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Caviar - what did I just eat?

So last summer I was in Budapest and bought a couple of small jars of "Russian" caviar at the central market. The price was irresistible. Wanting to save the caviar for an appropriate moment, I kept it refrigerated until the other night (both sons were home) and served it with a bottle of (very) good champagne we never got around to drinking to celebrate my eldest son's university graduation a few years ago.

Well, maybe I'm missing something but I just didn't really get the caviar at all. The eggs were distinct - unbroken - not too tiny and dark grey, not black. But they seemed too firm. They didn't pop in the mouth - they were almost jellied. And there wasn't much flavour, even though we did all the right things down to not using a silver spoon etc. I must say I'm disappointed. Anyone have any explanation for this sad caviar let-down?

I looked up the company online and they swear they're a legit caviar farm and they don't admit to packaging small plastic beads in jars to fool stupid caviar neophytes.

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  1. There are lots of different grades of caviar and who knows what yours was.

    IMO caviar is grossly overrated.

    1. This is just an educated guess but to draw an analogy, if aged prime T-bone is "proper" caviar, you bought last year's low-grade dried-beef-in-a-jar...

      "Good" caviar is lightly salted - nothing else added - and kept just above freezing as it's moved as quickly as possible from the fish's abdomen to the end purchaser's waiting mouth. ;)

      1. I think that the very idea of a "deal" for what is currently so rare and in high demand, is just not going to come out well. What seller - wholesaler, pirate, whatever - would discount something that has such a huge demand and limited supply, other than that it is either spoiled or otherwise not the merchandise it is supposed to be? (Psst... meester, you wanna buy a Rolex?) You got what you paid for.

        Get some real good stuff and have it with some blini or toastpoints. Then you'll have a basis to judge a) whether you like it or not, and b) whether something sold at discount is indeed real good stuff.

        I've ordered from these folks before with good luck - both some Sevruga and US Paddlefish and Sturgeon (the US stuff is definitely getting better all the time).

        Another great caviar source (also good info) is Russ & Daughters in NYC:

        1. Did you say that you bought it last summer and didn't eat it until the other night? This might be the problem. In fact, as already stated, kept just above freezing, good caviar only lasts a few weeks at most.

          1 Reply
          1. re: madgreek

            This stuff was somehow preserved in the jar. There was a best-before date on the bottom of the jar, so I know it was still ok.

            I know, I know - it wasn't the really good stuff but I had hoped it was better than lumpfish. It looked nicer, but didn't taste a whole lot better. Definitely not very salty, though.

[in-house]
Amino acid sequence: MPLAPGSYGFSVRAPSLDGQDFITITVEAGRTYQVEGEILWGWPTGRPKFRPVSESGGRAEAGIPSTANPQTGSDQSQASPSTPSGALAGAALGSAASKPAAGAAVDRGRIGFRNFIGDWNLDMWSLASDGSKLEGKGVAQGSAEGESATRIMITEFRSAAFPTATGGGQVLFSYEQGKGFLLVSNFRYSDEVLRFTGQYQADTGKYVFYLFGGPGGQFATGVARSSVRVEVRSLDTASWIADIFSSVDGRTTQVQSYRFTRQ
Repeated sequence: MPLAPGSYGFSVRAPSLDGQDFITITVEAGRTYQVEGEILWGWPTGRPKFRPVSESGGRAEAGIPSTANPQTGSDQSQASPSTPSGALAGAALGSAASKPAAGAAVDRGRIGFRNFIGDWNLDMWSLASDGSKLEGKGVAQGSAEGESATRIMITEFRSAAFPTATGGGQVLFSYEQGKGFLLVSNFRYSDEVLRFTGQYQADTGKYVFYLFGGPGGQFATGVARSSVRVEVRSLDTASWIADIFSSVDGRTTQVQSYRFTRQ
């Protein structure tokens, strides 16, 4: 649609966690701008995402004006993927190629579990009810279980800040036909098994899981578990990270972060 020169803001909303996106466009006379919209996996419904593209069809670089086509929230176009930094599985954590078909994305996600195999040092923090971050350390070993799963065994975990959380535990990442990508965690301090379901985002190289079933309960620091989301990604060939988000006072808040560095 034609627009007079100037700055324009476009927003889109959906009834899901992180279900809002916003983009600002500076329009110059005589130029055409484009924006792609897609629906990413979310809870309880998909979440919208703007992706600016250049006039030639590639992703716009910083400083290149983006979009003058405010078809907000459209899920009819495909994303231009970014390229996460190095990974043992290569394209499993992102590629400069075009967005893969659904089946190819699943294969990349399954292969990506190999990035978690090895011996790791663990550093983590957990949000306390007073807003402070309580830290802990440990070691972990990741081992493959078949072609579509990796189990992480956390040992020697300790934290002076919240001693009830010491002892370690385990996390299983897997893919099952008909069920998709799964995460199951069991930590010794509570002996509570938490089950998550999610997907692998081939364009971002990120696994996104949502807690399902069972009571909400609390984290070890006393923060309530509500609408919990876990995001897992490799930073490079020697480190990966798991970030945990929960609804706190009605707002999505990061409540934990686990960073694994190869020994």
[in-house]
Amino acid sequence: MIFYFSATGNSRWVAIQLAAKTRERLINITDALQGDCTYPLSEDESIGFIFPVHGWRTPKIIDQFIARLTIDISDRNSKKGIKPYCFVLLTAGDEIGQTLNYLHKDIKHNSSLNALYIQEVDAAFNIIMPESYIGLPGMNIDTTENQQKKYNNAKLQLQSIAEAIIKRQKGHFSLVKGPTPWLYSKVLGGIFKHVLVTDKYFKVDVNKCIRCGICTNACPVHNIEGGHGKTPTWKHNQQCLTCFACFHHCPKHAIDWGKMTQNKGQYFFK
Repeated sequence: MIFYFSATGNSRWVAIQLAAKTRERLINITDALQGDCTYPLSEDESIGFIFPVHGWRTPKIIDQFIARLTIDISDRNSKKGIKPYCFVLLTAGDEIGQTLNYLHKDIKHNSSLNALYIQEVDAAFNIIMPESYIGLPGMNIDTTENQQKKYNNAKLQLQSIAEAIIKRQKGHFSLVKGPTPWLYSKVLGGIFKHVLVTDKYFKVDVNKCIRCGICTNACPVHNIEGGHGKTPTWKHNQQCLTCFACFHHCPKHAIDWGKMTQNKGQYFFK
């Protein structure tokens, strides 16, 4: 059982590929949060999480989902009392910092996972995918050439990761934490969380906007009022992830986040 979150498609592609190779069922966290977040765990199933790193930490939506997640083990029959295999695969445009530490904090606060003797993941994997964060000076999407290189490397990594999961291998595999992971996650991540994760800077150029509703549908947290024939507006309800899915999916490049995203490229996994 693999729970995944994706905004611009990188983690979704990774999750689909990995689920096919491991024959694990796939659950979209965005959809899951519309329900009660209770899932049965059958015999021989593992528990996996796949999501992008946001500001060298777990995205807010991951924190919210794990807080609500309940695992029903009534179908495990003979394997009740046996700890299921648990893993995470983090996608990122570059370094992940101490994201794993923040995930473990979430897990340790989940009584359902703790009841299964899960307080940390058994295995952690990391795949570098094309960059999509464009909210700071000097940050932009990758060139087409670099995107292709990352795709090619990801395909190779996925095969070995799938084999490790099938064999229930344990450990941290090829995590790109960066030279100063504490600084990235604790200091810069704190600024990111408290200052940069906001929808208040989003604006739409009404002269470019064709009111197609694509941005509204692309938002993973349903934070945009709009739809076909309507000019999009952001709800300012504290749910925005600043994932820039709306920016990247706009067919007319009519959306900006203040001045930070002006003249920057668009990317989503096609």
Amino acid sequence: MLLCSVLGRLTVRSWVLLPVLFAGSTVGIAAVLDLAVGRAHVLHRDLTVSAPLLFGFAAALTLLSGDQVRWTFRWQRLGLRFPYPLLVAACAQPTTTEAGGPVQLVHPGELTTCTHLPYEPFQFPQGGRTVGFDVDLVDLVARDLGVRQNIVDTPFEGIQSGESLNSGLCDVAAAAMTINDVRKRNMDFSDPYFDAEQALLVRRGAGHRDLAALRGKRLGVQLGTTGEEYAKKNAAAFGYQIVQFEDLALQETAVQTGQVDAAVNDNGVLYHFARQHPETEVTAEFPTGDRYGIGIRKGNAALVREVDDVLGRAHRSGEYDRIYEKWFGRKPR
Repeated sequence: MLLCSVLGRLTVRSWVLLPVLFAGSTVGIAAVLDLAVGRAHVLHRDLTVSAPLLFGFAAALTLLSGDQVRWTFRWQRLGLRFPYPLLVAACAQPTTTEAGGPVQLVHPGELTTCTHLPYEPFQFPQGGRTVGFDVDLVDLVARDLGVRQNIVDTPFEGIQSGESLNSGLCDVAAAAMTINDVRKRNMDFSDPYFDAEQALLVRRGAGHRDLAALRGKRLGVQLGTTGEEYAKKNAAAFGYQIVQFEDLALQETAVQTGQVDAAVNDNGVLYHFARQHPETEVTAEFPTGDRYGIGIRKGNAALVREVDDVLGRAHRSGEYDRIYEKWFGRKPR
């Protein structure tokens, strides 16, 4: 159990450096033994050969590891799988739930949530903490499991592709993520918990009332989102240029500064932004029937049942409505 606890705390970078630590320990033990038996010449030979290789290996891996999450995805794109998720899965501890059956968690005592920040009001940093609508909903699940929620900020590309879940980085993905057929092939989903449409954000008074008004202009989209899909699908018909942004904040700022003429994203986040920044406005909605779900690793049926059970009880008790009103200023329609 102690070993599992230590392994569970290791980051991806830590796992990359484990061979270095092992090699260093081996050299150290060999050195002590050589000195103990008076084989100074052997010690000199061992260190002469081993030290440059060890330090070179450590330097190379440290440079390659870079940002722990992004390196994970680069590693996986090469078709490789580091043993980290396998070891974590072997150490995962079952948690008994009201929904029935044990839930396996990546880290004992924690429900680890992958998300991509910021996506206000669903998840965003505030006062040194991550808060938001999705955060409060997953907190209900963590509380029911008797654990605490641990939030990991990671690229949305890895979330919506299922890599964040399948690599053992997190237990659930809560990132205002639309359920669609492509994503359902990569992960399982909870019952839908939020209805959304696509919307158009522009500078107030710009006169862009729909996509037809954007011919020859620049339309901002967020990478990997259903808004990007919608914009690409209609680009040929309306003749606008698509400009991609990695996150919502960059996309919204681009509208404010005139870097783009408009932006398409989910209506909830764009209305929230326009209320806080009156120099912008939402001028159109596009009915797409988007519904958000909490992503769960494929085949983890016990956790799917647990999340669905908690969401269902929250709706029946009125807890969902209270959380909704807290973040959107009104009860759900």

I have had decent caviar before and my memory of it may be clouded by the ambiance of the moment - as are so many of my memories regarding food.

          2. I suspect the irresistible price was your downfall. While a really top grade of caviar may be cheaper in Budapest than in New York, it still ain't gonna be cheap! Caveat emptor.

            2 Replies
            1. re: Caroline1

              I guess. Sigh.

              The paprika was great, though. And I bought lots of it.

            2. Three things don't go together with "irresistible price":

              1) white trufles (i.e., Tuber Magnatum Pico)
              2) caviar (i.e., sturgeon: beluga/ sevruga / osetra)
              3) gold

              Not that you won't get cheated sometimes even if you're paying market values.
              But you will definitely always get cheated when you're not.

              1 Reply
              1. re: RicRios

                Not always true. In my lifetime, I have bought fresh-caught Black Sea beluga caviar for ten dollars a kilo. Yes. You read that right. $10.00 per kilo. But I lived in the right place at the right time, the exchange rate was heavily in my favor, and a most knowledgeable restarauteur-friend was my "purchasing agent." But I could never have walked into a shop in Istanbul and bought it for the same price. It would have been incredibly cheaper than NYC prices because of the exchange rate, but nothing like what I enjoyed over and over again.

                If anybody ever comes up with time travel, I'm there! Earn now, buy then! Caviar is a terrible addiction.

              2. I just got this week's Tastings e-mail from David Rosengarten, and it's a nice brief rundown of the Caviar situation, worldwide. Beluga is still illegal to import to the US, and the weak dollar has really knocked the other Caspian Sea caviar prices into the stratosphere. But the California caviars are really making themselves known - David feels that this is a watershed moment for California caviars, as was 1976 for California wines.

                You can sign up for the emails free and get the latest issue at: